Helping to deliver support and guidance to mothers with sick babies

‘I had breastfed my first son but using a pump is completely different – it’s like milking a cow’

When Jan Martin’s son was rushed into heart surgery just two days after he was born, she presumed she would have to stop breastfeeding.

“I had no idea a newborn baby could have heart surgery, I really thought he was going to die. When a nurse mentioned after the surgery that I’d be able to feed again I thought she must be crazy. My baby was sick and I thought that even if he survived I wouldn’t be able to breastfeed him.”

The nurses at Our Lady's Children's Hospital in Crumlin suggested Martin use a breast pump while baby Caleb was recovering. "I had breastfed my first son but using a pump is completely different – it's like milking a cow. You put it on each breast and you pump. It's very mechanical and it's nothing like breastfeeding. A lot of mums would feel terrified."

Martin was introduced to the hospital’s “breastfeeding champions”, who were nurses specially trained in supporting new mothers while their baby was sick in hospital. This included teaching mothers how to use the hospital’s breast pumping equipment to express milk.


“It was completely alien to me, I didn’t have a clue what I was doing,” says Martin. “Without the breastfeeding champions I don’t think I could have learned as quickly.”

Despite the guidance and support from staff, Martin still felt overwhelmed by the pumping. “You’re heavily dependent on the staff and they’re focused on keeping your child alive. It’s very challenging to get through it on your own.”

Martin often encountered other mothers queuing up to use the expressing room where they could pump the milk from their breasts. “When you’re in there you feel very isolated and alone. You feel like you’re the only person expressing. I was really surprised when I opened the fridge and saw so many bottles of milk there from other mothers.”

Without the support of her family in Dublin, Martin feels she never could have made it through the 12 days her son spent in hospital.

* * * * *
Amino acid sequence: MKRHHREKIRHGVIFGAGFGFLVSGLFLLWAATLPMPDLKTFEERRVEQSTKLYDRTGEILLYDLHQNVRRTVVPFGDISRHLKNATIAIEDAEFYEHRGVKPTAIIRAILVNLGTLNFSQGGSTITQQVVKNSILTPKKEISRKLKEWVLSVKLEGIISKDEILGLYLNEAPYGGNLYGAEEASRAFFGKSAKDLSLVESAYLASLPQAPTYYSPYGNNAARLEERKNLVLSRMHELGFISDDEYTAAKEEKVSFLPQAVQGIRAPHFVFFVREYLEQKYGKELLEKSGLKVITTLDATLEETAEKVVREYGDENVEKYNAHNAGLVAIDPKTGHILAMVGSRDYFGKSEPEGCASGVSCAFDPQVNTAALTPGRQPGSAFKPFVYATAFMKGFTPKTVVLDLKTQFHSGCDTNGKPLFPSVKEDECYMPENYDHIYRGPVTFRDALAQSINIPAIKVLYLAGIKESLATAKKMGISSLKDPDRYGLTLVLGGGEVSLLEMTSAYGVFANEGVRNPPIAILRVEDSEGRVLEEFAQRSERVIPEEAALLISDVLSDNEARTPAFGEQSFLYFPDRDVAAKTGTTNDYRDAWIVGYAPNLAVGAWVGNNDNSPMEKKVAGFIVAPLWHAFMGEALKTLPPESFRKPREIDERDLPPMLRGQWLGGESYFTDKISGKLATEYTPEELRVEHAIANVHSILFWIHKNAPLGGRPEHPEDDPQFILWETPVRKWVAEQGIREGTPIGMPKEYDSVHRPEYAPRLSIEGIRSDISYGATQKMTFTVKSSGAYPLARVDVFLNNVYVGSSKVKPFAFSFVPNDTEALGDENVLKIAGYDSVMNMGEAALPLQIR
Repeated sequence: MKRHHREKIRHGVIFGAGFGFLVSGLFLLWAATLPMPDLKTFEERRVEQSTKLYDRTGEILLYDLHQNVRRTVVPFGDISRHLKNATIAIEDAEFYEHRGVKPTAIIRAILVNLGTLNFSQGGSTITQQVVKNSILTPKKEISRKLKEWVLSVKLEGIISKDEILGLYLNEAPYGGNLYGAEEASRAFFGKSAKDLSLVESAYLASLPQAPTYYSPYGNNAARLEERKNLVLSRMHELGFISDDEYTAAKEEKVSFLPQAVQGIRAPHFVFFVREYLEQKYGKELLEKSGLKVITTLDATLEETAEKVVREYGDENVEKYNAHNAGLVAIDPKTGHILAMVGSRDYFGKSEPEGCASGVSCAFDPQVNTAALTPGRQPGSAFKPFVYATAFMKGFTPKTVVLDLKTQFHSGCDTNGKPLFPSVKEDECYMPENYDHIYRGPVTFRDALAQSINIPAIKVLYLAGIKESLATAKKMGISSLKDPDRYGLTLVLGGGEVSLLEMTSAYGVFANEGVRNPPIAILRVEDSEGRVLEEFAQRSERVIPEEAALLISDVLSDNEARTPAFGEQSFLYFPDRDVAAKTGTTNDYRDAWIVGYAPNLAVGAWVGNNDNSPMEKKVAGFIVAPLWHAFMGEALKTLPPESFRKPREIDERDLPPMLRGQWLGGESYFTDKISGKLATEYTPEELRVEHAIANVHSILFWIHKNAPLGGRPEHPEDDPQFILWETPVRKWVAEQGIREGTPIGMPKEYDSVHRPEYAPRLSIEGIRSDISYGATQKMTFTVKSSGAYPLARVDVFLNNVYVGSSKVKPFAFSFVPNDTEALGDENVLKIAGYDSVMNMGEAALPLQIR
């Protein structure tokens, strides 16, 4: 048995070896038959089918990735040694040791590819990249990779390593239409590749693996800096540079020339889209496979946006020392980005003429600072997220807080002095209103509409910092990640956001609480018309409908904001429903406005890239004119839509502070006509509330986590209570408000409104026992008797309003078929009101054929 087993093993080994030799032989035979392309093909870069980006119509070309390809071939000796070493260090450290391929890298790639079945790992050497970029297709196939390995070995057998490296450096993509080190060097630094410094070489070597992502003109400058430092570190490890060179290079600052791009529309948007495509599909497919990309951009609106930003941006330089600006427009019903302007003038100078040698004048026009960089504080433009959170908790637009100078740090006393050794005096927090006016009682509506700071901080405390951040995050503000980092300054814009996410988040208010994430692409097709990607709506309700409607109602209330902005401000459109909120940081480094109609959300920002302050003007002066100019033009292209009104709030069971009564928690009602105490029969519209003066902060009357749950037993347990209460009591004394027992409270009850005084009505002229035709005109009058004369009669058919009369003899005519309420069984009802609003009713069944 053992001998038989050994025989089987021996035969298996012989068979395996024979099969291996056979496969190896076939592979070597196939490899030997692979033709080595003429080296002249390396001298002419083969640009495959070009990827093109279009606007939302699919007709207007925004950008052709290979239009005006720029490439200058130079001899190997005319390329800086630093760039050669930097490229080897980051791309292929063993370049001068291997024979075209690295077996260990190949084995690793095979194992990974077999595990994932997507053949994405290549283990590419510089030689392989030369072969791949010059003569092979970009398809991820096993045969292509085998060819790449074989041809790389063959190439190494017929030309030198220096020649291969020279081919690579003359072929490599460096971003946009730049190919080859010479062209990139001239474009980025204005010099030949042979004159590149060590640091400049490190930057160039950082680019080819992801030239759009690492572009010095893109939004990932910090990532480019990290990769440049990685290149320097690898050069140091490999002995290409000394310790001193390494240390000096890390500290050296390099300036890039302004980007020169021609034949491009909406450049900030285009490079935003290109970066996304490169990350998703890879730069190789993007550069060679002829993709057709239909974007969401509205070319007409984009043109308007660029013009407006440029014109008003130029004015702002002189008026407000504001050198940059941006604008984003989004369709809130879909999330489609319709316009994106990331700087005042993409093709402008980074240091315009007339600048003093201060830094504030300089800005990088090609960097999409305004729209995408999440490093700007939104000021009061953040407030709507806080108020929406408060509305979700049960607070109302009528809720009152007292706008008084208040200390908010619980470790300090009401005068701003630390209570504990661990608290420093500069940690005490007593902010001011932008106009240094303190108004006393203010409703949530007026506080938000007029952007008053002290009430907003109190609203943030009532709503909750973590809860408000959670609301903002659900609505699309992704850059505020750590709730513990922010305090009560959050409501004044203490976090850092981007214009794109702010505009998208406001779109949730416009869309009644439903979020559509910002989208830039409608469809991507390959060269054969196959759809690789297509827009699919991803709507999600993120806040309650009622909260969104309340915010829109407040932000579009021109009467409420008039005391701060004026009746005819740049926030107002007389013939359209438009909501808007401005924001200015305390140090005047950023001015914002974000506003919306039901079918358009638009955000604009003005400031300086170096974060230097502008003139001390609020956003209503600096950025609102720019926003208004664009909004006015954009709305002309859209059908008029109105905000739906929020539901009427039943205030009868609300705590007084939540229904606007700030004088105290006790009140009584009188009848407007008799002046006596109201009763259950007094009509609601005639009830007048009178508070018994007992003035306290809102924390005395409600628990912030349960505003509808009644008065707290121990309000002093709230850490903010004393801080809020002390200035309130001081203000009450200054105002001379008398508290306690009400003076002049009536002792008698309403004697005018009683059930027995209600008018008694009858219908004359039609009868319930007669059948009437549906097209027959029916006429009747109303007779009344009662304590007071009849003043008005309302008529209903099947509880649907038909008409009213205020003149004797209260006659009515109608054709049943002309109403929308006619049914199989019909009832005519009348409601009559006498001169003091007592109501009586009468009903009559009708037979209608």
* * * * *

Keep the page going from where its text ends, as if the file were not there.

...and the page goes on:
Help mothers

Six months after the ordeal, she began reflecting on what extra steps could be taken to help mothers of sick newborn babies who might not have family nearby and came up with the idea of creating ‘PumpPal’ kits.

The kits include an information leaflet on how to express milk using a pump; a breast pump cleaning brush; a reusable water bottle; a sterilising bag; toiletries; a mug and spoon; some porridge oats so mothers can prepare themselves a healthy snack; as well as an eye mask and ear plugs, says Martin. “You need to have a baby around you for the body to be able to make milk so there’s a little photo key ring. It’s helpful to have a photo of them with you when you need to express.”

Martin contacted the staff at Crumlin and offered to run a six-month trial of the kits, which cost €25 each to make. She fundraised €5,000 through coffee mornings, the mini marathon and donations and has prepared and delivered 200 boxes to the hospital over the summer.

Martin initially planned to finish up once she completed the second batch of kits but says messages of gratitude from mums has prompted her to keep going and hopes to secure the funding needed to continue the PumpPal project.

“I want mums who are going through what I went through to feel less alone and isolated. I want to give them the comfort of knowing that somebody has been through this before and people want to help you get through it.”

Sorcha Pollak

Sorcha Pollak

Sorcha Pollak is an Irish Times reporter and cohost of the In the News podcast